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This question already has an answer here:

Let $f$ be a differentiable function satisfying the functional time $f(xy)=f(x) +f(y) +\frac{x+y-1}{xy} \forall x,y \gt 0 $ and $f'(1)=2$

My work

Putting $y=1$

$$f(1)=-1$$ $$f'(x)=\lim_{h\to 0}\frac{f(x+h) - f(x)}{h}$$ But I don't know anything about $f(x+h)$ so what to do in this problem ?

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marked as duplicate by naslundx, Claude Leibovici, user91500, Dragonemperor42, Johannes Kloos Aug 12 '16 at 11:39

This question has been asked before and already has an answer. If those answers do not fully address your question, please ask a new question.

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    $\begingroup$ Hint: The function $g$ defined by $g(t)=f(t)+\frac1t$ satisfies $$g(xy)=g(x)+g(y).$$ Can you solve this? $\endgroup$ – Did Aug 1 '16 at 17:10
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Differentiate both sides with respect to $x$: $$ yf'(xy)=f'(x)-\frac{1}{x^2}+\frac{1}{x^2y} $$ For $y=1/x$, we get $$ \frac{f'(1)}{x}=f'(x)-\frac{1}{x^2}+\frac{1}{x} $$ so $$ f'(x)=\frac{1}{x^2}+\frac{f'(1)-1}{x} $$

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  • $\begingroup$ $f'(x)=\frac{1}{x^2}+\frac{f'(1)-1}{x}$ $\endgroup$ – alans Aug 1 '16 at 22:35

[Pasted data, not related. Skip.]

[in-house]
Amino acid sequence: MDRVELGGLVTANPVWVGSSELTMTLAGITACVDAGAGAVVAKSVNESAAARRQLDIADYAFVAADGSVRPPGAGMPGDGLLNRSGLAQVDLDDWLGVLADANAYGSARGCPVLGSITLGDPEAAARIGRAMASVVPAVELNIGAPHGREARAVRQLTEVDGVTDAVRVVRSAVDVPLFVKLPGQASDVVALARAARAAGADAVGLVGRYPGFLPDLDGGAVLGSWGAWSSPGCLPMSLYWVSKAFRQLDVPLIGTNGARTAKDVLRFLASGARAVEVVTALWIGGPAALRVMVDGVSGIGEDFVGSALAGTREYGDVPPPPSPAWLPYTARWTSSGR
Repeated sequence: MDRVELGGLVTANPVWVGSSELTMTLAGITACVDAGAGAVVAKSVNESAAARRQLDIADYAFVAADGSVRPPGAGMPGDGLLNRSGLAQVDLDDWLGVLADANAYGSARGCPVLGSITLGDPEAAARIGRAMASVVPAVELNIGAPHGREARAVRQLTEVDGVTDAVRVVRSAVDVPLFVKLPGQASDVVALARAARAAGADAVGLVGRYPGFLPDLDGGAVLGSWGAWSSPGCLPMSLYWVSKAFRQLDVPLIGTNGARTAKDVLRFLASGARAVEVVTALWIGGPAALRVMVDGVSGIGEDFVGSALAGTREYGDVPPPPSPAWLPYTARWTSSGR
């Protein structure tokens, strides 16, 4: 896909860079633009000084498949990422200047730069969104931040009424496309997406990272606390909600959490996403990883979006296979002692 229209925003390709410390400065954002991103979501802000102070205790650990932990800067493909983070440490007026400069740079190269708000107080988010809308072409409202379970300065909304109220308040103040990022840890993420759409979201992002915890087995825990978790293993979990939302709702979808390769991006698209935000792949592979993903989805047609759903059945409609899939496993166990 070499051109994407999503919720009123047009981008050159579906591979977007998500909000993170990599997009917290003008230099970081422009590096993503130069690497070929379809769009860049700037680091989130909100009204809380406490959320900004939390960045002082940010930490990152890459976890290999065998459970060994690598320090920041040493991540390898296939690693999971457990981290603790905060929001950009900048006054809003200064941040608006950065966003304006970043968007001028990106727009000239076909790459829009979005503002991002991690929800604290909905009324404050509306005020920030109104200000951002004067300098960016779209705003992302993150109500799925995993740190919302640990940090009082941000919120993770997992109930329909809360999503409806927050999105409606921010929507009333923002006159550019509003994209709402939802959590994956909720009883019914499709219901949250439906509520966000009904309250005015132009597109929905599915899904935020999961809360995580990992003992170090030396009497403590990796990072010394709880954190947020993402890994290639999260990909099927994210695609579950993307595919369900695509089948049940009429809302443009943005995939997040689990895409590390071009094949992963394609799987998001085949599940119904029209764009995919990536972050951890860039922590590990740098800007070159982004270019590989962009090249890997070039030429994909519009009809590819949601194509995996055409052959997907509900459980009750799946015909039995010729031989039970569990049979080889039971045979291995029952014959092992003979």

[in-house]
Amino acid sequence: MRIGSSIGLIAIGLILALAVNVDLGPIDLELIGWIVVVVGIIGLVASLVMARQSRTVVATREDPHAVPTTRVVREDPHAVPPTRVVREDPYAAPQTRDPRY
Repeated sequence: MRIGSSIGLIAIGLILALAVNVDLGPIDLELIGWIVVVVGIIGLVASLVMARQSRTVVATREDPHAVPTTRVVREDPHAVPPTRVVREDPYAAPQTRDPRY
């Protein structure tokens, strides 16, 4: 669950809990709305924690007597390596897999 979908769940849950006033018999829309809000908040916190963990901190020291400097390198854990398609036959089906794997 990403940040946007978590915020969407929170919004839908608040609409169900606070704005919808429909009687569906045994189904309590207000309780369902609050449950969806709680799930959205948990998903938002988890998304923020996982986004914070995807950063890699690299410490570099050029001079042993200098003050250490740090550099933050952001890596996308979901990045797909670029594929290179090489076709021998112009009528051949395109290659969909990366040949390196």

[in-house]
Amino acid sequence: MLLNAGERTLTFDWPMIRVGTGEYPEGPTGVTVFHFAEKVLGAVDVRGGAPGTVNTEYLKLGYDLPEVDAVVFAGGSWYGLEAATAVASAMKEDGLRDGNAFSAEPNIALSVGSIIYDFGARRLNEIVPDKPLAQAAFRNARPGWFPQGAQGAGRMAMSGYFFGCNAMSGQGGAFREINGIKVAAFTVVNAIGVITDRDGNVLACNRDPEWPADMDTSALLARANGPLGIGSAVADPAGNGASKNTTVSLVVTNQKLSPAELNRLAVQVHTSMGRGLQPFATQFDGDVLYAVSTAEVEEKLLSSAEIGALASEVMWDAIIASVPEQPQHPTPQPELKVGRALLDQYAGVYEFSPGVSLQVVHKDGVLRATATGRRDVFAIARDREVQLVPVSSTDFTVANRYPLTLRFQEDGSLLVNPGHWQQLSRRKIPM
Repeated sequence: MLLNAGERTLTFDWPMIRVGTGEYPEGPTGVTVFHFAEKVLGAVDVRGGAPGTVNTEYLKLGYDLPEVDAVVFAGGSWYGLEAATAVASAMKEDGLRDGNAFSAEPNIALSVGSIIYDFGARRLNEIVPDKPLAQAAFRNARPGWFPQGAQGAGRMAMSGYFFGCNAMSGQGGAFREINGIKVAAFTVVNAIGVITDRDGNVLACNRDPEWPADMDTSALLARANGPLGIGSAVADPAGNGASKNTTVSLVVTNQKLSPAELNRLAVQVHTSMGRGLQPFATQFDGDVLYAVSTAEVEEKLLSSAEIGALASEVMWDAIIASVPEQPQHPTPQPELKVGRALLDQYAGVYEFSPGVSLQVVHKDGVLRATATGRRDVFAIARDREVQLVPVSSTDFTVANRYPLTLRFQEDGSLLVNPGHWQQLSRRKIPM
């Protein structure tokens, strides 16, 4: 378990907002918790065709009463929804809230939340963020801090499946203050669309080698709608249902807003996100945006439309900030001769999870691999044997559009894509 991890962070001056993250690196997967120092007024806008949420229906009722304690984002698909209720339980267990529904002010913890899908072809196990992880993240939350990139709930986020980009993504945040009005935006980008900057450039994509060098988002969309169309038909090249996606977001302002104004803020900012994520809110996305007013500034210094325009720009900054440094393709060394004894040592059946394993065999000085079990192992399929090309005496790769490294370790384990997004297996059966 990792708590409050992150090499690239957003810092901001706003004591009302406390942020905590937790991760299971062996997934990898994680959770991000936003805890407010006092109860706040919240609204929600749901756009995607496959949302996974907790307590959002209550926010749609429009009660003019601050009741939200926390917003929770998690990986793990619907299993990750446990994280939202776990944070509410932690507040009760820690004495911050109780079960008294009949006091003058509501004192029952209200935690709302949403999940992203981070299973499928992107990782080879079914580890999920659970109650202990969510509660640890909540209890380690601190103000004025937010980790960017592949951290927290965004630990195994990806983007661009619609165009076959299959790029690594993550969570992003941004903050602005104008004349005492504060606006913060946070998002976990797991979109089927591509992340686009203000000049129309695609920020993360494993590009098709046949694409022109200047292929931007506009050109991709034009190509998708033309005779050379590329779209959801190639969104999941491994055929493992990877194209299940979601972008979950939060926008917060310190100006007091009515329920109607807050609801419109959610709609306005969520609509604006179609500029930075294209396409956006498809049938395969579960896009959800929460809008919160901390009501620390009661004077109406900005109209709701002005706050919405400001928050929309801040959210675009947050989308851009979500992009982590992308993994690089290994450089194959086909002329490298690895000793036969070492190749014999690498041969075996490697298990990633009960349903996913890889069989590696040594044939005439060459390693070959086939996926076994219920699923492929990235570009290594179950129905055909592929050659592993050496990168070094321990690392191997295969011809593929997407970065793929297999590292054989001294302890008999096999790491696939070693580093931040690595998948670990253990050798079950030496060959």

• $\begingroup$ Is there any general way to do this problem . $\endgroup$ – Aakash Kumar Aug 2 '16 at 2:54
  • $\begingroup$ You assumed y as constant $\endgroup$ – Aakash Kumar Aug 2 '16 at 2:58
  • $\begingroup$ @AakashKumar Yes, indeed. For a differentiable function this is a path to try. $\endgroup$ – egreg Aug 2 '16 at 8:33
  • $\begingroup$ @alans Thanks, fixed $\endgroup$ – egreg Aug 2 '16 at 8:33
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Let $u=xy$. Differentiate the given function with respect to $x$: $$ y\frac{df(u)}{du}=\frac{df(x)}{dx}+\frac{1}{xy}-\frac{x+y-1}{x^2y} $$

Then differentiate w.r.t. $y$: $$ xy\frac{d^2f(u)}{du^2}+\frac{df(u)}{du}=-\frac{1}{xy^2}-\frac{1}{x^2y}+\frac{x+y-1}{x^2y^2} $$

The right-hand side simplifies: $$ xy\frac{d^2f(u)}{du^2}+\frac{df(u)}{du}=-\frac{1}{x^2y^2} $$

Substituting $u$ for $xy$: $$ u\frac{d^2f(u)}{du^2}+\frac{df(u)}{du}=-\frac{1}{u^2} $$

Re-writing the left-hand side: $$ \frac{d}{du}\left[u\frac{df(u)}{du}\right]=-\frac{1}{u^2} $$

Integrating and applying the given boundary condition gives: $$ u\frac{df(u)}{du}=1+\frac{1}{u} $$

Integrating again gives: $$ f(u)=a+\ln{u}-\frac{1}{u} $$

This is a solution when $a=0$, so: $$ f(x)=\ln{x}-\frac{1}{x} $$

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